Why Team Canada Should Be Focusing on Team Chemistry

Jeff FerrisContributor INovember 22, 2009

SAN JOSE, CA - DECEMBER 04:  Joe Thornton #19 of the San Jose Sharks celebrates with Patrick Marleau #12 after Marleau scored a second period power play goal against the Columbus Blue Jackets during the NHL game at HP Pavilion on December 4, 2008 in San Jose, California.  (Photo by Christian Petersen/Getty Images)
Christian Petersen/Getty Images

I'm pondering whether or not Steve Yzerman , in another time known as 'Stevie Y ' or 'Stevie Wonder ', will construct his lines for the sole purpose of overwhelming his opponents with firepower or will he build his lines in order to incorporate chemistry, having players complement each other on the ice.

I would go with the chemistry angle.

I'll start off with agreeing with Don Cherry that the line of Marleau-Thornton-Heatley should remain intact.

Saturday night, on Hockey Night in Canada 's 'Coach's Corner ', Cherry chatted about San Jose's 6-3 win over the Flyers where Dany Heatley had a hat trick, Joe Thornton collected four assists and Patrick Marleau potted his 14th goal of the season. 'The Don ' made a recommendation to Team Canada executive director Steve Yzerman, the man with the responsibility of assembling the 2010 Olympic men's hockey powerhouse.

"Stevie Yzerman, I would suggest that this is your number one line, they're top three in the five scoring [leaders]. How could you get anyone else but Jumbo Joe, Heatley and Marleau?"

Really, how can you dispute it?

The game showcased five of the NHL's top 10 scorers. It was a good night to watch hockey. 

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Think about the chemistry. The Olympics is a short tournament. You need to have results. Instantly. There isn't a whole lot of time available to test line combinations. Granted, some players may gel more quickly than others, but for the most part, it's basically a shot in the dark.

As opposed to sending our best individual players, I believe we should send our best line combinations. The trial and error period is skipped, and there can be instant results from the individuals working as a cohesive unit. Talk about getting a step ahead of the competition.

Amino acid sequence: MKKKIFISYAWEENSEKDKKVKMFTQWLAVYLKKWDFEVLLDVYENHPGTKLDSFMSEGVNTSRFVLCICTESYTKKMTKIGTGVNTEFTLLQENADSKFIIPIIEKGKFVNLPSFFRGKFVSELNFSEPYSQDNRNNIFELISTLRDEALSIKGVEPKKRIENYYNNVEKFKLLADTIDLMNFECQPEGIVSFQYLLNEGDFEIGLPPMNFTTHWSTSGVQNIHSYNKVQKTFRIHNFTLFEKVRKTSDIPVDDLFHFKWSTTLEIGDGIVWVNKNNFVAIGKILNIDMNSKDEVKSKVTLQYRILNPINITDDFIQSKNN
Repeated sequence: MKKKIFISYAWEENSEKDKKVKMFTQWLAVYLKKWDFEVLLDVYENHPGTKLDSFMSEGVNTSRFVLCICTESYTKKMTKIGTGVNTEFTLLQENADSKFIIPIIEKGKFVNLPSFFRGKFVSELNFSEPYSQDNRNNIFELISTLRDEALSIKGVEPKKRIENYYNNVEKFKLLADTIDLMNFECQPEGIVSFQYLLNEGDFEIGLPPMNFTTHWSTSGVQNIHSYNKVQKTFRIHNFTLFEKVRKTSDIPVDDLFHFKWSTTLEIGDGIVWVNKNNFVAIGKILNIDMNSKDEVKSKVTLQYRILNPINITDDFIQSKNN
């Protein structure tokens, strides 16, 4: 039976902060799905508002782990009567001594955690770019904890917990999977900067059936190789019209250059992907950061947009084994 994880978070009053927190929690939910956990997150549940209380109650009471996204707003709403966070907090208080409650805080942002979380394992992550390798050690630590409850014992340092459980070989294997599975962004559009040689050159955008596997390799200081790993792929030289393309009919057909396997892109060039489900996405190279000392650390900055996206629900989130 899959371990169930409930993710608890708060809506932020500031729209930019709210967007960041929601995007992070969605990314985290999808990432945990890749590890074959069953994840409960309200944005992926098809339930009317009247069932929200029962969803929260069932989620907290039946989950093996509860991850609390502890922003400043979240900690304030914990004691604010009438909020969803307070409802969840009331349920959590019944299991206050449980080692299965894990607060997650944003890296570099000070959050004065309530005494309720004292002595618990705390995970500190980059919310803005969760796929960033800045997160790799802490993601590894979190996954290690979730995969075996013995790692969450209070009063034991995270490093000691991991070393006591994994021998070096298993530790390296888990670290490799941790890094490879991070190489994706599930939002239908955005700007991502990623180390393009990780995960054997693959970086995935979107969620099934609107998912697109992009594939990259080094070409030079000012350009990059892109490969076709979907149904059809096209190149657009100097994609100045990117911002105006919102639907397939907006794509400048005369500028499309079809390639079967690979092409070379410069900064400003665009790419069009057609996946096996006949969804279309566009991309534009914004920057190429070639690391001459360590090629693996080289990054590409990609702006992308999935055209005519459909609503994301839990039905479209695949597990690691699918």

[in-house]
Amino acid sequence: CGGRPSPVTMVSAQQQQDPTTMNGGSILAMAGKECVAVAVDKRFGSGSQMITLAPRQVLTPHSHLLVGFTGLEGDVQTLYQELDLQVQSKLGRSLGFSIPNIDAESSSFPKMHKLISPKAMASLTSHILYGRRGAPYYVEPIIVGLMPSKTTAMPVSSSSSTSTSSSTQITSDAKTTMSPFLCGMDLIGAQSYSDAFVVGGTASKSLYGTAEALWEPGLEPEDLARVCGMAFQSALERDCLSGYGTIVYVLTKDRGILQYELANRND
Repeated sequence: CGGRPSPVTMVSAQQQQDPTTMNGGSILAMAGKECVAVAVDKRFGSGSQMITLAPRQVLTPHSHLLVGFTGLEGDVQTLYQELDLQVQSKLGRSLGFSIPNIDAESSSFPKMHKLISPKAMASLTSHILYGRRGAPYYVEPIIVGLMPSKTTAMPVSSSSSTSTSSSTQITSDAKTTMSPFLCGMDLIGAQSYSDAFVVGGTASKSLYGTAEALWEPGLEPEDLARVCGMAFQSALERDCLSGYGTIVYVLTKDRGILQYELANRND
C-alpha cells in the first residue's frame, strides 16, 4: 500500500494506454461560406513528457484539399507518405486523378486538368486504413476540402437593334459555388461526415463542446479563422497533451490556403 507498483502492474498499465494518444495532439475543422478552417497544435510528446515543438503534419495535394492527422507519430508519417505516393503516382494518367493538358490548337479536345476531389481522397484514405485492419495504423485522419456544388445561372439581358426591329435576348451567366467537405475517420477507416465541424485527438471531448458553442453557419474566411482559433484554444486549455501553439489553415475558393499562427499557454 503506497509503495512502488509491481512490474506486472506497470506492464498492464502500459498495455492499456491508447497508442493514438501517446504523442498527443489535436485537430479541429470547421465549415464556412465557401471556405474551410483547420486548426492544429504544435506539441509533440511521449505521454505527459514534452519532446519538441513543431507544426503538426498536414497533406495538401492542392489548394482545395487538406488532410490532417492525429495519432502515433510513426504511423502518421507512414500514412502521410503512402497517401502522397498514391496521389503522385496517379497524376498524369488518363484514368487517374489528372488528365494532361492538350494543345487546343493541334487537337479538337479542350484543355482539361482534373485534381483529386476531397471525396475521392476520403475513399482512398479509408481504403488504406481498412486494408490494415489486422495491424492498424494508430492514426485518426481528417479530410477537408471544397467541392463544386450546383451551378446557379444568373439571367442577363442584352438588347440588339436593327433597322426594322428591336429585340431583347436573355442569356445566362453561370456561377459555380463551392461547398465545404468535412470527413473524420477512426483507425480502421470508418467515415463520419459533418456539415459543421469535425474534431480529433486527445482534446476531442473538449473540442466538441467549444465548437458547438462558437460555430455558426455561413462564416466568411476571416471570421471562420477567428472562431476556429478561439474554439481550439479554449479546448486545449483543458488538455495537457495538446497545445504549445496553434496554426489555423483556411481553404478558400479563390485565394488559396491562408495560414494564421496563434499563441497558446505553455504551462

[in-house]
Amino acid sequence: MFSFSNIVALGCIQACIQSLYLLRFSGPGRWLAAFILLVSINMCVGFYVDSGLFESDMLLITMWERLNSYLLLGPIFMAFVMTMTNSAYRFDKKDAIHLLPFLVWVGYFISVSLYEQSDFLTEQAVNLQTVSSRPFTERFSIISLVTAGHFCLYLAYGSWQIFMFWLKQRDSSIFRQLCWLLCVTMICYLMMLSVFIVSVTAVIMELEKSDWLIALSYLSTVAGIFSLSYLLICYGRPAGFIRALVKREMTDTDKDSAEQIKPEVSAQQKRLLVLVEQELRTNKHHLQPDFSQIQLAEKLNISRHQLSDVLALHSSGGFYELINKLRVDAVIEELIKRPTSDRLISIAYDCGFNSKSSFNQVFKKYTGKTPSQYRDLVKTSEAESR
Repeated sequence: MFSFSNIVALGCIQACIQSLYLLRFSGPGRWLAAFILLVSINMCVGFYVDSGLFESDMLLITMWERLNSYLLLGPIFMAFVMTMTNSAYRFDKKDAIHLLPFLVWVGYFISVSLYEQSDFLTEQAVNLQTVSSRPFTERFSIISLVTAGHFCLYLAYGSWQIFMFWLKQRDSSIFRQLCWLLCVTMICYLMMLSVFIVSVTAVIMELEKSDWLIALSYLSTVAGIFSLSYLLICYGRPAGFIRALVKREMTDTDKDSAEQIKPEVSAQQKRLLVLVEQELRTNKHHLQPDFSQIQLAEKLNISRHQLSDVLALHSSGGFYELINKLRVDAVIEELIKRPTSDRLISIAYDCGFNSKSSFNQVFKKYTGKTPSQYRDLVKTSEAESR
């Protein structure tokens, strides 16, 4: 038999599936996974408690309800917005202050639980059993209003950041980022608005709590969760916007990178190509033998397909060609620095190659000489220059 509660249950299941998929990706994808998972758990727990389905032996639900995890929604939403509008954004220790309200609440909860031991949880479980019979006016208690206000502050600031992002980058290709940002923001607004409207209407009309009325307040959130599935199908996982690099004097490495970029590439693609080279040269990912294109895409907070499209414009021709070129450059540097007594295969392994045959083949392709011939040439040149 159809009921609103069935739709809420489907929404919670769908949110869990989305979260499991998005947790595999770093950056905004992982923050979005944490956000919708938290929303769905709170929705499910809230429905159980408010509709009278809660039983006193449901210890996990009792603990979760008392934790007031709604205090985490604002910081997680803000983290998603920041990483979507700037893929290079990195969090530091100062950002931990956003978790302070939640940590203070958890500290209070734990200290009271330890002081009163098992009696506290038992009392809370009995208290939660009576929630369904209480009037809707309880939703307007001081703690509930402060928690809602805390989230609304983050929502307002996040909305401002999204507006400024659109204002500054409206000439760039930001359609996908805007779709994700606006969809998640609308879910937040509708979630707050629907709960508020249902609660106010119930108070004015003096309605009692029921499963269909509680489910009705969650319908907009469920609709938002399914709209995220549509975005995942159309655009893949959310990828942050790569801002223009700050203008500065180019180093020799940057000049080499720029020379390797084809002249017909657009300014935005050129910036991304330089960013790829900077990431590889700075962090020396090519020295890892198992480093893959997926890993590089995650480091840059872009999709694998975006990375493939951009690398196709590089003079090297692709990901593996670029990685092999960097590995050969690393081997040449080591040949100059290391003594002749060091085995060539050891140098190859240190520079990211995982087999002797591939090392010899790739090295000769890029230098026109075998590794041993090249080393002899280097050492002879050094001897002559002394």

I don't believe for a minute that the members of this year's Team Canada want to see a repeat of 2006. Nor does the nation as a whole. We are a proud country, and we want to see the best on-ice product available.

It is a foregone conclusion that I have ZERO chance of being asked to select the players that I think should play in Vancouver in 2010. There is no disputing that. I want to make a case for why I believe this is how it should look, and why.

Now I have no doubt that Yzerman, with Ken Holland as his aid [now that sounds different] will make the right choices. But here's what I would shoot for.

I'll reiterate:Chemistry.

Anyone can put together a team of scorers provided they have access to said players. But it takes a special kind of mind to recognize the chemistry that certain teammates share.

Speaking of brilliant hockey minds, was Scotty Bowman asked to be a consultant to the GM? Just a thought.

This is the overall look of the team that I would ice in Vancouver.


LINE ONE —Jarome Iginla—Sidney Crosby—Rick Nash

Here's your primary goal scoring line. There probably aren't a lot of people that would dispute this. Unless, of course, you believe Heatley should be on the wing of LINE ONE . [see LINE TWO ]

LINE TWO —Patrick Marleau—Joe Thornton—Danny Heatley

Now here's where we see how works chemistry first-hand. All three are top five in points. Again, Heatley leads the league in goals, and Marleau is tied for fifth. He is also on the number one penalty unit on the number one penalty kill in the league: 94.4 percent at home and 85.0 percent overall. Thornton leads all players in assists. A line made in heaven. It would be hard to break this line up.

LINE THREE —Jeff Carter—Ryan Getzlaf—Corey Perry

I know that there is no science to my logic, but it just looks and feels so natural . My mouth is watering just thinking of the possibilities...think...MAGIC.

I will admit, I am undecided about the forth line. I agree that this team should be constructed as a 'real' team, such as one you would put together in the NHL. If that's the case, I would have to go with:

LINE FOUR A —Brenden Morrow—Mike Richards—Shane Doan/Jonathan Toews

But, if I were putting a line together on a 'scoring' team, I might try:

LINE FOUR B —Martin St.Louis—Vincent Lecavalier—Steven Stamkos

Now, I am prepared to take some face washings for this, as well as for my defensive pairings.


PAIRING ONE —Scott Niedermayer—Dan Boyle

PAIRING TWO —Jay Bouwmeester—Robyn Regehr

PAIRING THREE —Duncan Keith—Brent Seabrook

PAIRING FOUR —Shea Weber—Mike Green

Pronger [I left him out of a pairing as he could take some dumb costly penalties, but he will most definitely make one of the top two pairings]

Now with PAIRINGS ONE and FOUR I went with pure talent, but with PAIRINGS TWO and THREE I chose chemistry. Use it when and where you can, Steve.


1 Martin Brodeur

I don't think many would dispute the fact that Brodeur is still 'The MAN ' on Team Canada. How can you not go with him.

2 Roberto Luongo

Luongo is on the perimeter until Brodeur is no longer 'The MAN '.

3 Marc—Andre Fleury 

Fleury has been solid the last few seasons, and even though he won't see any action, his time is coming.

Now, you need to understand that I told Yzerman that he has the final say. So, I am willing to let him choose his team if he so desires.
But, deep down in his heart I think he knows I'm right...
I'd love to hear your thoughts.
Thanks for reading.